By Mary Warnement
“It was the making of me,” said Laura Davidson, about encountering medieval illuminated manuscripts in the British Library (then located within the British Museum). Awed by these books, she returned repeatedly during her week-long visit to admire and study these treasures on display.
Davidson has loved making books since childhood. Born in Indiana and raised in Michigan, Laura attended Michigan State University, where she followed her two older sisters until realizing that an art school suited her better. She considered going to Cleveland but ultimately chose the Kansas City Art Institute, where she received her BFA. She had thought she would become an illustrator of books, but in searching for the best academic fit she found the most amenable and inspiring mentors by choosing a major in fiber. That spirit of finding her way expresses the sum of Davidson’s life and work. Her final requirement for the degree involved paper-making, which she has not done since graduation; however, the many materials she uses—paper, pencil, watercolor, gold leaf, silver point, copper, vinyl, and so many others, too many to list—illustrate her method; she knows what she wants to make and finds a way to do so, not necessarily using the traditional method. As an example of her ingenuity, Davidson wanted illuminated pages in her work, so she developed her own method for Fort Port Illuminated, an artists’ book now among the Athenæum’s special collections.
Her parents have supported her decision to live a life of creativity—creating and supported by creating—even though many parents would have cringed at the risk of making a living by one’s art. Her father travelled to Kansas City with her when she chose art school; he said he would have liked to attend too. After graduation, she accompanied her parents to Italy where her father was facilitating the use of computer design in car manufacture. She slept on a cot in her parents’ hotel room and was so inspired that later she “kickstarted” her own return to Italy by letting anyone who had ever shown any interest in her work know that if they gave any amount to help her travel, she would in turn give them a drawing. When she first arrived in Boston, she put her art school education in fibers to good use by painting fabric for payment. She would paint silk in the morning, and then work on her own pursuits. (Another artist would then make then the fabric into a dress.)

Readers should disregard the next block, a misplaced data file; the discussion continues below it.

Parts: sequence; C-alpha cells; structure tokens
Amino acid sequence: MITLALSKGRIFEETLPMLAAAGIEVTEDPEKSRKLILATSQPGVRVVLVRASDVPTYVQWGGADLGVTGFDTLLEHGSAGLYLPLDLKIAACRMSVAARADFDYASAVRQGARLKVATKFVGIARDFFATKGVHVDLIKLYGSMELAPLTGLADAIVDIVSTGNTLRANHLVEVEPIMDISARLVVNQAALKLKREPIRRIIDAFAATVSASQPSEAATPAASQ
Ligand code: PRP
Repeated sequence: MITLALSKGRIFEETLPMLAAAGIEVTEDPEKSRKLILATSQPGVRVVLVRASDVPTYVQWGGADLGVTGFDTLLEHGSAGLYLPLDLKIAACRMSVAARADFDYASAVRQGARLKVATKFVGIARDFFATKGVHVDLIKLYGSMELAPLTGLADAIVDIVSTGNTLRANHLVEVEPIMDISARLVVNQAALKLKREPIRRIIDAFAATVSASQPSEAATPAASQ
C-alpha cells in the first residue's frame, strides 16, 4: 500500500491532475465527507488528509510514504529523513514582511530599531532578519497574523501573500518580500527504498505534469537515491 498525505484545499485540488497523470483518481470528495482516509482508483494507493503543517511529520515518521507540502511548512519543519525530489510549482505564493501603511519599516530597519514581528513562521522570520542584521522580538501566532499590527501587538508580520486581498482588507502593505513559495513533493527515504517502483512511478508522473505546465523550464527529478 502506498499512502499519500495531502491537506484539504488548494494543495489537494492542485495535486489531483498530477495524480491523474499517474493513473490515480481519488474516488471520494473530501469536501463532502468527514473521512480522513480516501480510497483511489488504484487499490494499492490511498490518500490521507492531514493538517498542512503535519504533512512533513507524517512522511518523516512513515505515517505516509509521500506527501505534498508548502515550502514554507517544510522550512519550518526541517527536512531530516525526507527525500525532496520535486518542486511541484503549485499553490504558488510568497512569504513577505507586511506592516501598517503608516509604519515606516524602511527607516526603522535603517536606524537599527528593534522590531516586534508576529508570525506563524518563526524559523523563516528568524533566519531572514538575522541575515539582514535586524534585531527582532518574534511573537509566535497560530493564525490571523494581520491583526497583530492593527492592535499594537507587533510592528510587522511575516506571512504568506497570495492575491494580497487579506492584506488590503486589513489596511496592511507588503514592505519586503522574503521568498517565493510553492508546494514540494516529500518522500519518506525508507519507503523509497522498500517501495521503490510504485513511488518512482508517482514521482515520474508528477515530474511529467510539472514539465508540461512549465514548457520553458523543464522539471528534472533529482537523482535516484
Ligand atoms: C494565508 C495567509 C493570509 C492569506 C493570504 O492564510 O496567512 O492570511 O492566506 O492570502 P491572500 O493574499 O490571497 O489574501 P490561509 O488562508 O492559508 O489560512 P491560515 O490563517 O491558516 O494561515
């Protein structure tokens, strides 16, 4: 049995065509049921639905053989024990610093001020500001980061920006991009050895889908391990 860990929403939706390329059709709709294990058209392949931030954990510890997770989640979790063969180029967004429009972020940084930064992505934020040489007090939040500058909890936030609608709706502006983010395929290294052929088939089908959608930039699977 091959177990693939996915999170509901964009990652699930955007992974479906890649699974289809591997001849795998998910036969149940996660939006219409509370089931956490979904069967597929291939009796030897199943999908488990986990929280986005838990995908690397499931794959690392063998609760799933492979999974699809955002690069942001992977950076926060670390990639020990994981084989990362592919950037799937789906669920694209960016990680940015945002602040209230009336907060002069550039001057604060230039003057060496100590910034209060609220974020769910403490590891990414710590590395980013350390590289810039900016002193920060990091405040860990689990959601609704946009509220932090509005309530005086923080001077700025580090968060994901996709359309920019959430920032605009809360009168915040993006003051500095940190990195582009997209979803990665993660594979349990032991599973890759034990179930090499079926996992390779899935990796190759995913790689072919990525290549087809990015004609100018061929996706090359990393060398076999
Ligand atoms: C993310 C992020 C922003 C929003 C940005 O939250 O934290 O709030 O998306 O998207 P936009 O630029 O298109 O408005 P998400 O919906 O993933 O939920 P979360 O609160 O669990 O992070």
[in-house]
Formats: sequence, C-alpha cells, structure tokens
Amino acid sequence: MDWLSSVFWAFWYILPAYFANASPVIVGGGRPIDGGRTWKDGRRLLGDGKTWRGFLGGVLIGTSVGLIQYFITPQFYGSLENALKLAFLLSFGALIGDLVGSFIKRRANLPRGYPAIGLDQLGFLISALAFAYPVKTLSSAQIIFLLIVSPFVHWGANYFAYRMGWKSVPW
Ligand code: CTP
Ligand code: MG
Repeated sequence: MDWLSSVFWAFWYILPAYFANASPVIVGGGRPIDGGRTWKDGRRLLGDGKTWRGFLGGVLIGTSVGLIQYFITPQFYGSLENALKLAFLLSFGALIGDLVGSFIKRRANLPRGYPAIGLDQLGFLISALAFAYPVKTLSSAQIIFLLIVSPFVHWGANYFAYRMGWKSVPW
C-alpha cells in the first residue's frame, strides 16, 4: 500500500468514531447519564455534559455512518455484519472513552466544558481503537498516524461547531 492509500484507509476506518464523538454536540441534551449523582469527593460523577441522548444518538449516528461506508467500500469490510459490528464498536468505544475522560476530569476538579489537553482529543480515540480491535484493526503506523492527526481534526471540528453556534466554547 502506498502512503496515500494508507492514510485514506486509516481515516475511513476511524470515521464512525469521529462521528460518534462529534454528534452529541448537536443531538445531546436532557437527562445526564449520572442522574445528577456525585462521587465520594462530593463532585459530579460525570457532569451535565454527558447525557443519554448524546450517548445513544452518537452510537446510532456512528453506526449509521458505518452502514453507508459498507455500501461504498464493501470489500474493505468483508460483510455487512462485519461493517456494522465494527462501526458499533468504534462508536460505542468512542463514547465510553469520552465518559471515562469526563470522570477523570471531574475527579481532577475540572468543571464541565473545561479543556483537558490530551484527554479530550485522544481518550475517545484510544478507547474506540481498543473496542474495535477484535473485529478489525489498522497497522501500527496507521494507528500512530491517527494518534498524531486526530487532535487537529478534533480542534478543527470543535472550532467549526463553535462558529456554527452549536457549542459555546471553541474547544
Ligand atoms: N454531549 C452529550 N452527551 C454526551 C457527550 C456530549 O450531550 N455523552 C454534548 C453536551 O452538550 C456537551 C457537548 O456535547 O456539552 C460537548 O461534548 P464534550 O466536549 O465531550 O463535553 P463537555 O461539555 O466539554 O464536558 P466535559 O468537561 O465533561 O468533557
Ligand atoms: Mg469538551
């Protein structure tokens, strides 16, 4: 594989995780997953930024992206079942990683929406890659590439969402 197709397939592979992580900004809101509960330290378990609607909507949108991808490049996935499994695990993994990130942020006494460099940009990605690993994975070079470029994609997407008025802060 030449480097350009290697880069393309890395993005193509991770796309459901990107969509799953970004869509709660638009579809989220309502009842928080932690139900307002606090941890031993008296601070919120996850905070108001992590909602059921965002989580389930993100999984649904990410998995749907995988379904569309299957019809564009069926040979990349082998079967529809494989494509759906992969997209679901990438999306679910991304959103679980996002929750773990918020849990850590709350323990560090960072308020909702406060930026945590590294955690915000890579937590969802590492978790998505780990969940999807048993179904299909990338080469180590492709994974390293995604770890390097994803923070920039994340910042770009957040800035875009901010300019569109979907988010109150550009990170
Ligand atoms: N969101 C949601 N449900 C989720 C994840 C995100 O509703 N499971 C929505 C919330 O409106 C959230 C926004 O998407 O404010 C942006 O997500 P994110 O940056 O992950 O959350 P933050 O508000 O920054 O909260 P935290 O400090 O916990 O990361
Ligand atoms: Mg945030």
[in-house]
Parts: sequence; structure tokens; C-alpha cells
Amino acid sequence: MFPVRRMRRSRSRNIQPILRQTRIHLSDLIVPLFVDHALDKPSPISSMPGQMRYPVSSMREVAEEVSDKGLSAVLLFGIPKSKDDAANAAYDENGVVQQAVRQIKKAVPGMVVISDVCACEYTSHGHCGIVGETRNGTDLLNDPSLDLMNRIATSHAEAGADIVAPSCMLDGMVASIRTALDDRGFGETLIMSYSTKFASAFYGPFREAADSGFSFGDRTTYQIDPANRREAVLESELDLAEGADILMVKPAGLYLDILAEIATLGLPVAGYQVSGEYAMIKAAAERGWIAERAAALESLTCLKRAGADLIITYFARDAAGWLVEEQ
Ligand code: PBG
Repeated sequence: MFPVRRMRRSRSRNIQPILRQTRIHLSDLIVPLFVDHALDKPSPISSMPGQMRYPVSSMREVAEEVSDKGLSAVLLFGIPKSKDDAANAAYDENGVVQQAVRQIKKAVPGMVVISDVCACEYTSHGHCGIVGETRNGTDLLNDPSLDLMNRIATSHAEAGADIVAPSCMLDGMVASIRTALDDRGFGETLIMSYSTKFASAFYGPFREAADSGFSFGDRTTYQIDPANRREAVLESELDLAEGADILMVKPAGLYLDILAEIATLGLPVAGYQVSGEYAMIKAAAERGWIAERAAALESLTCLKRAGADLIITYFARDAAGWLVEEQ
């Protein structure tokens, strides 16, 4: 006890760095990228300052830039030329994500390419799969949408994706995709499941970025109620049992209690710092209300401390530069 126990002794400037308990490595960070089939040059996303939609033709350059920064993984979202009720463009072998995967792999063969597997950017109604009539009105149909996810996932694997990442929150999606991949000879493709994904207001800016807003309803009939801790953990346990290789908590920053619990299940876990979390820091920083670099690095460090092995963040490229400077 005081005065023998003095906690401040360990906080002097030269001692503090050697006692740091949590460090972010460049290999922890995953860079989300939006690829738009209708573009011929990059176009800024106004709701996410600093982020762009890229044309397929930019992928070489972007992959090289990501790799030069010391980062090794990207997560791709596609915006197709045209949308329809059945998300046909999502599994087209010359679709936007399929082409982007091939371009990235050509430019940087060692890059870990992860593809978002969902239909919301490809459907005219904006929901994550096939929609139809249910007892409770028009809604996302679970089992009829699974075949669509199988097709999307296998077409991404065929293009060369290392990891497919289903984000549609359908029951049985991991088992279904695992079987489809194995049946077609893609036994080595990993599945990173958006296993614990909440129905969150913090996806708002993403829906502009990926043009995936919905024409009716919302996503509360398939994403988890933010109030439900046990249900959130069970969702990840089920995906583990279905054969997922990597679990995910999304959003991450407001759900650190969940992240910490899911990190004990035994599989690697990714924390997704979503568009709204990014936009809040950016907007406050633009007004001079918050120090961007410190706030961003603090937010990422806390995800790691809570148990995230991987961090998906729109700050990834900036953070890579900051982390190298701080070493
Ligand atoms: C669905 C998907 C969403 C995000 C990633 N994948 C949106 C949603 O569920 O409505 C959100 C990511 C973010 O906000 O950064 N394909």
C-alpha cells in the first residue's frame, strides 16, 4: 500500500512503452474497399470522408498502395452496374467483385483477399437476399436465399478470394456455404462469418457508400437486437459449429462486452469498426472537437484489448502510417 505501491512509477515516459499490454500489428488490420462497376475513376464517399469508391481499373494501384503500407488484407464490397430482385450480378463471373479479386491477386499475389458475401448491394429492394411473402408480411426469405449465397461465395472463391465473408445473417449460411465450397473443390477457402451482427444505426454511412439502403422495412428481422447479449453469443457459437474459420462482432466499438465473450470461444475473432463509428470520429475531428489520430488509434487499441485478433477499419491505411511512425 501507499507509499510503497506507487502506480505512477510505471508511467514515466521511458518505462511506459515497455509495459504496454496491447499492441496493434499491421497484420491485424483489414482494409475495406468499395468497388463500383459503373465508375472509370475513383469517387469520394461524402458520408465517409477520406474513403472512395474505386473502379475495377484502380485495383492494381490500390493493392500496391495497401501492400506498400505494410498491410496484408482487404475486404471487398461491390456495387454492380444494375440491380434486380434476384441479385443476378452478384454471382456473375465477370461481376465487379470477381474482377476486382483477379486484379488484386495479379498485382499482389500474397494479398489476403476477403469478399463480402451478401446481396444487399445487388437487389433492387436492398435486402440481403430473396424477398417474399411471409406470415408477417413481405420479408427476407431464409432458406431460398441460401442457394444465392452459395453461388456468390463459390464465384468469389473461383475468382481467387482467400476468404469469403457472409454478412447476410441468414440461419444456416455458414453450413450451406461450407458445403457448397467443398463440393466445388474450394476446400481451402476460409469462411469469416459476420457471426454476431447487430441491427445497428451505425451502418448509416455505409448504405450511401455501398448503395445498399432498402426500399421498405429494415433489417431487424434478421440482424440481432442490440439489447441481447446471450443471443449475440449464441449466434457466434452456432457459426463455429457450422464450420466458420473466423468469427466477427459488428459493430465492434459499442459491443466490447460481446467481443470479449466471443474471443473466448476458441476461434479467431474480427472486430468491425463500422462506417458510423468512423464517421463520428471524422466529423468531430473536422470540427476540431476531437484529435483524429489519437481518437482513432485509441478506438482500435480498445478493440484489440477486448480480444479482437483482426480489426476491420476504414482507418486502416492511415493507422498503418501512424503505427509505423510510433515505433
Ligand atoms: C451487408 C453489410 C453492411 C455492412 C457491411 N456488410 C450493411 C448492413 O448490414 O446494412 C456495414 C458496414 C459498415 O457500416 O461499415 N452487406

She had studio space—which occasionally was living space—in the area where she eventually settled into an artists’ cooperative. Her parents visited and stayed with her, even in her early, unconventional studio. She could tell they wondered at her living arrangements, but they did not criticize.
Her works are among the holdings of world-class institutions such as Harvard University, the Library of Congress, Michigan State University, as well as other universities. The Athenæum holds an impressive number of Davidson’s works, but her first interaction gave her mixed messages. In the mid-1980s, she submitted an item for a show but after its acceptance, she dropped it off only to receive a call informing her it had subsequently been rejected and must be picked up. However, that would not be the last word: almost a decade later, Joan Nordell, director of development at the time, was also a collector, and she met Davidson at an exhibition at Harvard’s Houghton Library. That connection brought Davidson back into the Athenæum’s orbit so that she applied for and received a 1996–1997 Mary Catherine Mooney Fellowship to study the Athenæum’s Nuremberg Chronicle as inspiration for her own artistic works. The arrival of a child created new priorities, but as her daughter has grown, Davidson has found time to return to the building.
She enjoys listening to podcasts as she walks up the hill from her Fort Point Studio where she and her partner Gabrielle, a potter, have lived for over 25 years. Davidson claims her time at the Athenæum “fortifies” her. Here she enjoys studying large art books, too large to carry home, in the quiet and contemplative spaces. This allows her to winnow her own collection of large art books to those most essential to her work and pleasure, to find inspiration everywhere—through travel, in great works of art as well as ephemera—and to make her own way.